WIPO Arbitration and Mediation Center
ADMINISTRATIVE PANEL DECISION
Dave & Buster’s I, L.P. v. Whois Agent, Whois Privacy Protection Service, Inc. / Woody Goulart, Neon Fun Desert, LLC
Case No. D2016-1104
1. The Parties
The Complainant is Dave & Buster’s I, L.P. of Dallas, Texas, United States of America (“United States”), represented by Holland & Knight LLC of Washington D.C., United States.
The Respondent is Whois Agent, Whois Privacy Protection Service, Inc. of Kirkland, Washington, United States / Woody Goulart, Neon Fun Desert, LLC of Las Vegas, Nevada, United States.
2. The Domain Name and Registrar
The disputed domain name <eatdrinkplay.vegas> (the “Disputed Domain Name”) is registered with eNom, Inc. (the “Registrar”).
3. Procedural History
The Complaint was filed with the WIPO Arbitration and Mediation Center (the “Center”) on June 1, 2016. On June 2, 2016, the Center transmitted by email to the Registrar a request for registrar verification in connection with the Disputed Domain Name. On the same date, the Registrar transmitted by email to the Center its verification response disclosing registrant and contact information for the Disputed Domain Name which differed from the named Respondent and contact information in the Complaint. The Center sent an email communication to the Complainant on June 7, 2016, providing the registrant and contact information disclosed by the Registrar, and inviting the Complainant to submit an amendment to the Complaint. The Complainant filed an amended Complaint on June 13, 2016.
The Center verified that the Complaint together with the amended Complaint satisfied the formal requirements of the Uniform Domain Name Dispute Resolution Policy (the “Policy” or “UDRP”), the Rules for Uniform Domain Name Dispute Resolution Policy (the “Rules”), and the WIPO Supplemental Rules for Uniform Domain Name Dispute Resolution Policy (the “Supplemental Rules”).
In accordance with the Rules, paragraphs 2 and 4, the Center formally notified the Respondent of the Complaint, and the proceedings commenced on June 14, 2016. In accordance with the Rules, paragraph 5, the due date for Response was July 4, 2016. The Respondent filed email communications with the Center on June 20, 21 and 22, 2016, stating that he was not challenging the dispute, would transfer the Disputed Domain Name to the Complainant, and did not wish to file any further response. The Complainant chose to continue the proceeding and obtain a decision from the Panel.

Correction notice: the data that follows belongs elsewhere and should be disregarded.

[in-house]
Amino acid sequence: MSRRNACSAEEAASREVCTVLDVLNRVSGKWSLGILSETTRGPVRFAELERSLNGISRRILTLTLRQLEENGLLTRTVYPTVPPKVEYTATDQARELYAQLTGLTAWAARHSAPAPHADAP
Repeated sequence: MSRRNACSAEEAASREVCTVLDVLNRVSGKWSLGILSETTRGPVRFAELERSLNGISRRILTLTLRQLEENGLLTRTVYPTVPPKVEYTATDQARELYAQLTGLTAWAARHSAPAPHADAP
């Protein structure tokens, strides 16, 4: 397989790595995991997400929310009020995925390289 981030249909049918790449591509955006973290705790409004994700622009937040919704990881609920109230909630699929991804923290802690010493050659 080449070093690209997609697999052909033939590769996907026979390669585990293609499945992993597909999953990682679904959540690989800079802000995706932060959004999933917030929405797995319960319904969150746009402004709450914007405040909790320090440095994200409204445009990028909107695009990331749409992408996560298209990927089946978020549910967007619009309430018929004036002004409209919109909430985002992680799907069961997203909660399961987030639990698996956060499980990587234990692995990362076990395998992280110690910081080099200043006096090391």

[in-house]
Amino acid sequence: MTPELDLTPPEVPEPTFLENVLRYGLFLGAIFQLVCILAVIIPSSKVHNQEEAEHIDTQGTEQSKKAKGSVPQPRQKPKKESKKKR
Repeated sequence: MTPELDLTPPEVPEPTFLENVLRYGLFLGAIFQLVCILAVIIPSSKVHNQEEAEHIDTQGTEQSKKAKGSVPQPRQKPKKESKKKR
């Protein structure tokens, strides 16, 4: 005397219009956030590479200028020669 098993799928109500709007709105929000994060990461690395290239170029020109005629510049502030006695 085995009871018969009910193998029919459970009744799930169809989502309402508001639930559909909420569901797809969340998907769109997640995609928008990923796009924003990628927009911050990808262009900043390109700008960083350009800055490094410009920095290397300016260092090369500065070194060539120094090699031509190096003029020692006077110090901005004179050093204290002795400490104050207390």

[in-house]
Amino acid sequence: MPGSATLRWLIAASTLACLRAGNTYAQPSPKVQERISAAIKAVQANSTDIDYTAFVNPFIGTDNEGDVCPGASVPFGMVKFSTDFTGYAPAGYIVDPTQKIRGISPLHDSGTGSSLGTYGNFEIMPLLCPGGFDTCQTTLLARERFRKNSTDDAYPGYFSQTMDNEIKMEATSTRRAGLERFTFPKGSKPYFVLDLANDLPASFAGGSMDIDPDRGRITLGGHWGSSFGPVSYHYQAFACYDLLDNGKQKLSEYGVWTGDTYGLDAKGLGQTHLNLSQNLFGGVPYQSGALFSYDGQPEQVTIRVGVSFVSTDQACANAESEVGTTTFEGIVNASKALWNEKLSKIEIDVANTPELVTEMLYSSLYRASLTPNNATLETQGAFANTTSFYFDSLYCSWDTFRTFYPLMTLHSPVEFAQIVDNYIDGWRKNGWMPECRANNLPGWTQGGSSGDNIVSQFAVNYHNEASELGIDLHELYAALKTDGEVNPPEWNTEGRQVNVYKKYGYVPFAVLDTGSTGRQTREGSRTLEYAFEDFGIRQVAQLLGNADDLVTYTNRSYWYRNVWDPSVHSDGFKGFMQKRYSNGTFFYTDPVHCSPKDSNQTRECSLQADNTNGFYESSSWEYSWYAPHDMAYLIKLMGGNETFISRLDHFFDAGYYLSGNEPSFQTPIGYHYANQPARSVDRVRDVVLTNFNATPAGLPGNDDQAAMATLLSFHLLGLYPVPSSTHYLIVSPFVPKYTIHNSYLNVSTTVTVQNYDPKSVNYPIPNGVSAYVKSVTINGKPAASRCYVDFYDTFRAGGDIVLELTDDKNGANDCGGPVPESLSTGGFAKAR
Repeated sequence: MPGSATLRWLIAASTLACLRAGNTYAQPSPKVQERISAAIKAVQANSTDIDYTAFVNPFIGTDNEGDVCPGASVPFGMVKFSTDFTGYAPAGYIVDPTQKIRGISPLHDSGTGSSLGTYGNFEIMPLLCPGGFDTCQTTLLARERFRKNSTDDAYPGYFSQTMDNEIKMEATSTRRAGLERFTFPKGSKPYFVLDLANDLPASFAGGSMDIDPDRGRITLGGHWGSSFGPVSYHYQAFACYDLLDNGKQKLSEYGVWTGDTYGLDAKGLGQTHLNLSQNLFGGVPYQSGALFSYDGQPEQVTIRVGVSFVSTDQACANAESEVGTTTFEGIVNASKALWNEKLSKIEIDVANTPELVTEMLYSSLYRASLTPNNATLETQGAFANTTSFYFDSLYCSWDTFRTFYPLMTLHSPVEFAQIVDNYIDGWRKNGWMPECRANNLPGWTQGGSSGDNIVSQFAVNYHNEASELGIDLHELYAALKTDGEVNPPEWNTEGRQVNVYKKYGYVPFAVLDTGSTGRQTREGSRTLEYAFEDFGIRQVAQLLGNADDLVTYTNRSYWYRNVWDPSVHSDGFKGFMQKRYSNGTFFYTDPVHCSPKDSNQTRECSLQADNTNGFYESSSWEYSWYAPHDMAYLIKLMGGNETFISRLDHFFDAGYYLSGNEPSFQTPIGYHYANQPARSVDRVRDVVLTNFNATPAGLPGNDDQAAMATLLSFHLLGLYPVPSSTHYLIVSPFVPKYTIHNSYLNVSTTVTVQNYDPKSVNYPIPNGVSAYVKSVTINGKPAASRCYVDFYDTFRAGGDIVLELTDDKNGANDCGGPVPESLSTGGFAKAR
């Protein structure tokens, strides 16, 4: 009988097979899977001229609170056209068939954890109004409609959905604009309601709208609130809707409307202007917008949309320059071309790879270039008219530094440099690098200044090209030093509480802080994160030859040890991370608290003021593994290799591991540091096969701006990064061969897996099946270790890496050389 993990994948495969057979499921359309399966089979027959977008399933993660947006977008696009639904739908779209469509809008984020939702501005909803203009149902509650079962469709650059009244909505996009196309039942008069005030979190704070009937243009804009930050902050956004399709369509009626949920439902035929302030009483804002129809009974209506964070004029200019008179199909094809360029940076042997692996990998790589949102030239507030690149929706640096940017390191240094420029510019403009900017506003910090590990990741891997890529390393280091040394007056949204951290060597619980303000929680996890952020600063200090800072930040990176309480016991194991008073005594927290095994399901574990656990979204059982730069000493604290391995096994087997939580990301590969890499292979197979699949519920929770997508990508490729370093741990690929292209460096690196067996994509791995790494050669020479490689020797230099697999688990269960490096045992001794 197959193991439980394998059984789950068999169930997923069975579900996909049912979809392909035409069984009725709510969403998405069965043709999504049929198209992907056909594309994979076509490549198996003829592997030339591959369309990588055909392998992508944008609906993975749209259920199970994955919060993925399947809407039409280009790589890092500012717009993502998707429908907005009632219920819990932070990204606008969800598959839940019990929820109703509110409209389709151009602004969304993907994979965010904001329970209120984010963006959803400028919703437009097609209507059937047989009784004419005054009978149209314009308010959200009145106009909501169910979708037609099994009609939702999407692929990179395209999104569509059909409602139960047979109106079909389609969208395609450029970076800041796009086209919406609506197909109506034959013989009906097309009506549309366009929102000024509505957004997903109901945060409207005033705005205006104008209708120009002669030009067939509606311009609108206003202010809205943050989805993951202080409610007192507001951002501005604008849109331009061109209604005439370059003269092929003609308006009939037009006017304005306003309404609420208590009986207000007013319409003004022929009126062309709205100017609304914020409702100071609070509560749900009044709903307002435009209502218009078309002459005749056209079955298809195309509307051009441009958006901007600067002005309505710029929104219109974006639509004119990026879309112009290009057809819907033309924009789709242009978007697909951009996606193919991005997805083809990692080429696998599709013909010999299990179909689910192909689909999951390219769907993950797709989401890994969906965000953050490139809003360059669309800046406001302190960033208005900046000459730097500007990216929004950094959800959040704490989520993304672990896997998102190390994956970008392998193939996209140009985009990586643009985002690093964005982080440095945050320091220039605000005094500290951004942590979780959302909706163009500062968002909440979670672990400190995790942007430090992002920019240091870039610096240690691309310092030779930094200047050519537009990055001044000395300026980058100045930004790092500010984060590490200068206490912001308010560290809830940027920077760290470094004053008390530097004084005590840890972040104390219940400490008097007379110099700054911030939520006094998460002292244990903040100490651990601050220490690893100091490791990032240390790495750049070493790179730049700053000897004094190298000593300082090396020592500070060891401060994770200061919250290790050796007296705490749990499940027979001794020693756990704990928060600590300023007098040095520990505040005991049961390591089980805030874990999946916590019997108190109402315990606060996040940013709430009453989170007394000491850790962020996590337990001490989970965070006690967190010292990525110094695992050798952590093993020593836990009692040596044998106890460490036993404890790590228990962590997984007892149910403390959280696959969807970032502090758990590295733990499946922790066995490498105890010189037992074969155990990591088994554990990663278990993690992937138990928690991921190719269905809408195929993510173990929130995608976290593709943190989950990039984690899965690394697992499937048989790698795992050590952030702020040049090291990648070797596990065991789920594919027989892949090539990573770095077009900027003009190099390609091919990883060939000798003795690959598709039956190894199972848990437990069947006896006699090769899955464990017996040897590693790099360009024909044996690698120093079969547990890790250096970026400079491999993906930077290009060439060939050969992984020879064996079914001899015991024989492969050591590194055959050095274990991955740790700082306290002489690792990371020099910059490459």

The Center appointed Lynda M. Braun as the sole panelist in this matter on July 5, 2016. The Panel finds that it was properly constituted. The Panel has submitted the Statement of Acceptance and Declaration of Impartiality and Independence, as required by the Center to ensure compliance with the Rules, paragraph 7.
4. Factual Background
The Complainant is a well-known provider of restaurant, bar and game entertainment services throughout the United States and beyond. The Complainant opened for business in 1982 and currently operates eighty-four restaurant, bar and game entertainment venues located in thirty states in the United States and Canada. The Complainant’s newest location is in Las Vegas, Nevada, with a tentative grand opening of August 8, 2016.
The Complainant owns the United States trademark registration for EAT DRINK PLAY and variations thereof, specifically U.S. Registration No. 2746430, registered on August 5, 2003, which has been in extensive, exclusive and continuous use in commerce since 1989 in connection with billiard facility services in International Class 41 and restaurant services in International Class 43 (the “EAT DRINK PLAY Mark”). The Complainant’s EAT DRINK PLAY Mark is prominently displayed in marketing and promotional materials for all of the Complainant’s restaurant, bar and game entertainment venues, both inside and outside the restaurant and entertainment venues.
In October 2014, the Complainant launched an initial public offering on the NASDAQ stock exchange, selling 5.88 million shares at an offering price of USD 16, raising more than USD 94 million. The Complainant’s EAT DRINK PLAY Mark is so central to the Complainant’s restaurant and game entertainment venues that the Complainant repeatedly referenced the EAT DRINK PLAY Mark in its initial public offering filing as “The Core of Our National Concept” and chose the abbreviation PLAY as its ticker symbol. The Complainant’s revenues for 2016 are projected to total nearly USD 1 billion.
The Disputed Domain Name was registered on October 11, 2015. The Disputed Domain Name resolves to a page that displays pay-per-click sponsored links to third-party websites which links suggest competing services to those provided by the Complainant under its well-known EAT DRINK PLAY Mark.
5. Parties’ Contentions
The following are the Complainant’s contentions:
- The Disputed Domain Name is confusingly similar to the Complainant’s trademark.
- The Respondent has no rights or legitimate interests in respect of the Disputed Domain Name.
- The Disputed Domain Name was registered and is being used in bad faith.
- The Complainant seeks the transfer of the Disputed Domain Name from the Respondent in accordance with paragraph 4(i) of the Policy.
The Respondent did not submit a formal response to the Complaint.
6. Discussion and Findings
Paragraph 4(a) of the Policy requires that the Complainant prove all of the following three elements in order to be successful in these proceedings:
(i) The Disputed Domain Name is identical or confusingly similar to a trademark or service mark in which the Complainant has rights; and
(ii) The Respondent has no rights or legitimate interests in respect of the Disputed Domain Name; and
(iii) The Disputed Domain Name was registered and is being used in bad faith.
A. Identical or Confusingly Similar
This element consists of two parts: first, does the Complainant have rights in a relevant trademark and, second, is the Disputed Domain Name identical or confusingly similar to that trademark.
It is uncontroverted that the Complainant has established rights in the EAT DRINK PLAY Mark based on both longstanding use and its incontestable federally registered trademark and variations thereof. The Disputed Domain Name <eatdrinkplay.vegas> consists of the EAT DRINK PLAY Mark followed by the generic Top-Level Domain (“gTLD”) “.vegas”, that corresponds to the city of Las Vegas, Nevada, where the Complainant’s imminent launch of a new restaurant, bar and entertainment venue was to take place.